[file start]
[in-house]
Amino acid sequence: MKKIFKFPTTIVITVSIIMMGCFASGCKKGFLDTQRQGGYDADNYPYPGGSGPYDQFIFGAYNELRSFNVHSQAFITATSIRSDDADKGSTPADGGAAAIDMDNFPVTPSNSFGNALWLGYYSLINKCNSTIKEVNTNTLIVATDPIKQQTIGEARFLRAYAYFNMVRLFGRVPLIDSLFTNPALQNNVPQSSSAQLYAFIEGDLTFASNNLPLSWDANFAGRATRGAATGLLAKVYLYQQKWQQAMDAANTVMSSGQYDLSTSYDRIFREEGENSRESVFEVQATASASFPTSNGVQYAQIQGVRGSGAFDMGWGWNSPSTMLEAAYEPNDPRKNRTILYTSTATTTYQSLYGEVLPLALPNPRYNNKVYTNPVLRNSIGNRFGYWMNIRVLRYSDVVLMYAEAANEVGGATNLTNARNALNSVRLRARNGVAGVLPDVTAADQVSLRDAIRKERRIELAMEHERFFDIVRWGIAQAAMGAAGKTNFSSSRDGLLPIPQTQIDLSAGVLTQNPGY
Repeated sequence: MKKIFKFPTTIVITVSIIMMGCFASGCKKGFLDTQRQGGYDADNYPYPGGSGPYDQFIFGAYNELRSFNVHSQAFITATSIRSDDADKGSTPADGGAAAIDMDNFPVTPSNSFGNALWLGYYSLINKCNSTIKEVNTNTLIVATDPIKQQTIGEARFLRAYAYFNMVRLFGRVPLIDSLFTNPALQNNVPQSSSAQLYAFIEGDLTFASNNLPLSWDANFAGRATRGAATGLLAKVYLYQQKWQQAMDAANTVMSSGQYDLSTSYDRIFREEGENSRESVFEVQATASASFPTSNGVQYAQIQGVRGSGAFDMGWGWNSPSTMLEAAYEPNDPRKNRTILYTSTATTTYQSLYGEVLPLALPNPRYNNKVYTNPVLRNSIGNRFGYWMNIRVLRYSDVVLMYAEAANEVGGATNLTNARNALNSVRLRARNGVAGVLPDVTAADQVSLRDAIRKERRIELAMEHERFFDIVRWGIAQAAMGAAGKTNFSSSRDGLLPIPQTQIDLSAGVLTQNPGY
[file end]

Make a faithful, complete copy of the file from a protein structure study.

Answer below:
[in-house]
Amino acid sequence: MKKIFKFPTTIVITVSIIMMGCFASGCKKGFLDTQRQGGYDADNYPYPGGSGPYDQFIFGAYNELRSFNVHSQAFITATSIRSDDADKGSTPADGGAAAIDMDNFPVTPSNSFGNALWLGYYSLINKCNSTIKEVNTNTLIVATDPIKQQTIGEARFLRAYAYFNMVRLFGRVPLIDSLFTNPALQNNVPQSSSAQLYAFIEGDLTFASNNLPLSWDANFAGRATRGAATGLLAKVYLYQQKWQQAMDAANTVMSSGQYDLSTSYDRIFREEGENSRESVFEVQATASASFPTSNGVQYAQIQGVRGSGAFDMGWGWNSPSTMLEAAYEPNDPRKNRTILYTSTATTTYQSLYGEVLPLALPNPRYNNKVYTNPVLRNSIGNRFGYWMNIRVLRYSDVVLMYAEAANEVGGATNLTNARNALNSVRLRARNGVAGVLPDVTAADQVSLRDAIRKERRIELAMEHERFFDIVRWGIAQAAMGAAGKTNFSSSRDGLLPIPQTQIDLSAGVLTQNPGY
Repeated sequence: MKKIFKFPTTIVITVSIIMMGCFASGCKKGFLDTQRQGGYDADNYPYPGGSGPYDQFIFGAYNELRSFNVHSQAFITATSIRSDDADKGSTPADGGAAAIDMDNFPVTPSNSFGNALWLGYYSLINKCNSTIKEVNTNTLIVATDPIKQQTIGEARFLRAYAYFNMVRLFGRVPLIDSLFTNPALQNNVPQSSSAQLYAFIEGDLTFASNNLPLSWDANFAGRATRGAATGLLAKVYLYQQKWQQAMDAANTVMSSGQYDLSTSYDRIFREEGENSRESVFEVQATASASFPTSNGVQYAQIQGVRGSGAFDMGWGWNSPSTMLEAAYEPNDPRKNRTILYTSTATTTYQSLYGEVLPLALPNPRYNNKVYTNPVLRNSIGNRFGYWMNIRVLRYSDVVLMYAEAANEVGGATNLTNARNALNSVRLRARNGVAGVLPDVTAADQVSLRDAIRKERRIELAMEHERFFDIVRWGIAQAAMGAAGKTNFSSSRDGLLPIPQTQIDLSAGVLTQNPGY